Jamie Fisher is a single mother struggling to make ends meet working in cosmetology and office administration. In order for Jaime to buy her own home and support her daughter in her plans to buying a home in increasingly expensive Rochester, she needed to make a career change. Despite having family that are union roofers, she had never really considered the building trades. “I was brought up in an era where women worked in offices. College wasn’t an option.”
One weekend she was helping a friend pour concrete and really enjoyed it. “I was hooked,” Jamie said. Focusing on a concrete pour, a time-sensitive process, gave her a sense of clarity and enthusiasm. “When mud comes, something comes alive in me and I am excited.” Jamie was determined to get into a training program.
Minnesota Department of Transportation (MnDOT), and the Minnesota Department of Employment and Economic Development (DEED), provides highway construction pre-apprentice laborer training opportunities for women and minorities who are underrepresented in the highway construction industry. Cement Masons Local 633 administers the program at their JATC training center in New Brighton.
While in the program participants get pre-apprentice occupational training, OSHA-30 certifications, and job search support. Construction tools and boots are also provided at no charge. Along with Jamie, we spoke to two other program participants to understand the impact of the program.
What differentiates the MnDot/DEED program from others is that it is accessible to ex-offenders. According to DEED, “Highway construction occupations are often among the most accommodating to ex-offenders.”
John Sampson, whose name has been changed to protect his identity, is recently out of prison. John had spent a lot of his adult life in prison due to a drug addiction. He learned about the program during a prison-sponsored career fair.
Now, John is 45 months clean. In order to sustain his sobriety, John felt that he needed to create some distance from, “the environment I was around before. I couldn't go back because I am tired of being locked up.” In his experience, the rigors of work in non-union residential construction in Anoka and Isanti County were so severe that is was common for laborers to abuse drugs to get through the workday. In a non-union setting the hours were longer with less safeguards to protect workers. John also used to wake up every morning with persistent soreness and strain. The common understanding was that everyone was, “addicted, an alcoholic, or in denial.”
With the support of the training program and the people he is meeting, John is confident that he will be able to remain clean and establish a relationship with a son who hadn't seen him in 10 years. However, he also credits his son for teaching him. “I actually take his example. I learn from him. Part of living in recovery is learning new ways to live and living outside of what I know.”
Steve Smith was recently released after four years and eight months of confinement due to a drug and weapons charge. His name has also been changed to protect his identity. While Steve understands the consequences of his crime, it was a sense of desperation that drove his decision to start dealing. Money was tight and there were very few opportunities. “I did what I thought I needed to do in the moment, and it jammed me up...It didn’t hurt nobody but myself,” Steve said.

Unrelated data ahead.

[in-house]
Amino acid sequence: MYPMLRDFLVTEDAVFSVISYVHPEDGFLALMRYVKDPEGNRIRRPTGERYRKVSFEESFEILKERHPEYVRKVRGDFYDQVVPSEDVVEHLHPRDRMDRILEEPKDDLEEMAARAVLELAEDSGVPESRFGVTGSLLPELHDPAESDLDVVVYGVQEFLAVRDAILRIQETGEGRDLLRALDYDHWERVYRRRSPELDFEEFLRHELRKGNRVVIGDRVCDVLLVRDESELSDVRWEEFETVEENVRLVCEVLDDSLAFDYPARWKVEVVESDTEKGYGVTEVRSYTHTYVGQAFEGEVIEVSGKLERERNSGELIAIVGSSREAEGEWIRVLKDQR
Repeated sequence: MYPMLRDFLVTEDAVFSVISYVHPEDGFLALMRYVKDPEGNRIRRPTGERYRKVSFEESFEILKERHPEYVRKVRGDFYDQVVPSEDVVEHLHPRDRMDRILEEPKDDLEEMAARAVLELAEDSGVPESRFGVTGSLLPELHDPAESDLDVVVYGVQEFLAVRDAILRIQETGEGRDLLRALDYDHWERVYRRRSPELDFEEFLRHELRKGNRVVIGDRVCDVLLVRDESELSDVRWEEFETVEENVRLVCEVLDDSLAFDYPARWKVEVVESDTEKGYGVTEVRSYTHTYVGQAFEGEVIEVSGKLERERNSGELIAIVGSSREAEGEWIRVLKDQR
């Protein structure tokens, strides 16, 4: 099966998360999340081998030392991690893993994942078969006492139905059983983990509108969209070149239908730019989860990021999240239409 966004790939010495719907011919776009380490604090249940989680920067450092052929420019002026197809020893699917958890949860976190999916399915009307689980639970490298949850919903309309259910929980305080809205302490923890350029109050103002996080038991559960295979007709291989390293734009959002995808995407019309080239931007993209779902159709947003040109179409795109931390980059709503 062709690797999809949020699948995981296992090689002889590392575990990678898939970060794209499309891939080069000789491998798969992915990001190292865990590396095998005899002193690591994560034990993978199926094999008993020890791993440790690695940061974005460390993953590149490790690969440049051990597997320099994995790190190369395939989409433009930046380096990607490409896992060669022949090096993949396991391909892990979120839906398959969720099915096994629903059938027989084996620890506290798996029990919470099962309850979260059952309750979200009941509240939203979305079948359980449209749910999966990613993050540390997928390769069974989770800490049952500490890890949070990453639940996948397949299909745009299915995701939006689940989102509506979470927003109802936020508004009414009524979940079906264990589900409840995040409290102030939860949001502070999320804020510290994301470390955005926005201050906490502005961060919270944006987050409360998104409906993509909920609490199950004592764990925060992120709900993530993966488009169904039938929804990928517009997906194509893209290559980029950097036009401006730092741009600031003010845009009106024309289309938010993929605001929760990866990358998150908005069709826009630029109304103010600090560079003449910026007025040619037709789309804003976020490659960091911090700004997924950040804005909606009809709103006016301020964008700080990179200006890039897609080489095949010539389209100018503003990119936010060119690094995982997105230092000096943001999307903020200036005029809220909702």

While inside, Steve was a prison laborer assigned to folding balloons with Anagram. Despite the Department of Corrections insistence stating otherwise, folding balloons didn’t put Steve on track to obtaining work following his release. Feeling unsure about job opportunities and his own skill set, he spoke with a job counselor that encouraged him to apply for the training program. “It was like a unicorn on top of a rainbow.” Steve further explained that, “I didn't know this could be a career. I just thought that was for doctors and lawyers.”
Steve not only learned a trade but also changed his worldview. He is now a firm believer that everyone should have access to a driver's license, as they are often a barrier for immigrants and those with restrictions on their license to obtaining well-paying work. In Steve’s opinion, the presence of these jobs and the reduction in barriers of entry such as driver’s license would contribute to lower recidivism. Ultimately, Steve is eager to continue his career in cement; “We build the world...I like it and I want in.”
Jamie has discovered a serious passion for concrete and finds the work to be therapeutic in helping to clear her mind. “I didn’t have time to sit there and think about the things that bothered my day.” It certainly wasn’t easy for her as a woman to step into a male-dominated industry. When she first started there were, “rows full of men looking at you... there was one woman and I felt inferior.” Nevertheless, her instructor Tom encouraged her from the beginning, helping her find the necessary confidence to continue and thrive.
“With concrete, for some reason, I connected with it. You take this massive mucky stuff and you form it, mold it...You can shape it into anything. You can construct buildings, patios, bridges, and roads. When you are done you have created a solid foundation. You can't break it down completely. Even if you break it down into the finest form you can rebuild it into something solid. I feel like that's part of my life, that's who I am. I just have this passion and connection with it.”
Jamie has also found a line of work that can give her life direction and allow her to support her loved ones. She admits that the opportunity to be part of the MnDot/DEED program and the possibility to have a career in a trade is “a life changer for me. It’s indescribable; there are no words for that.”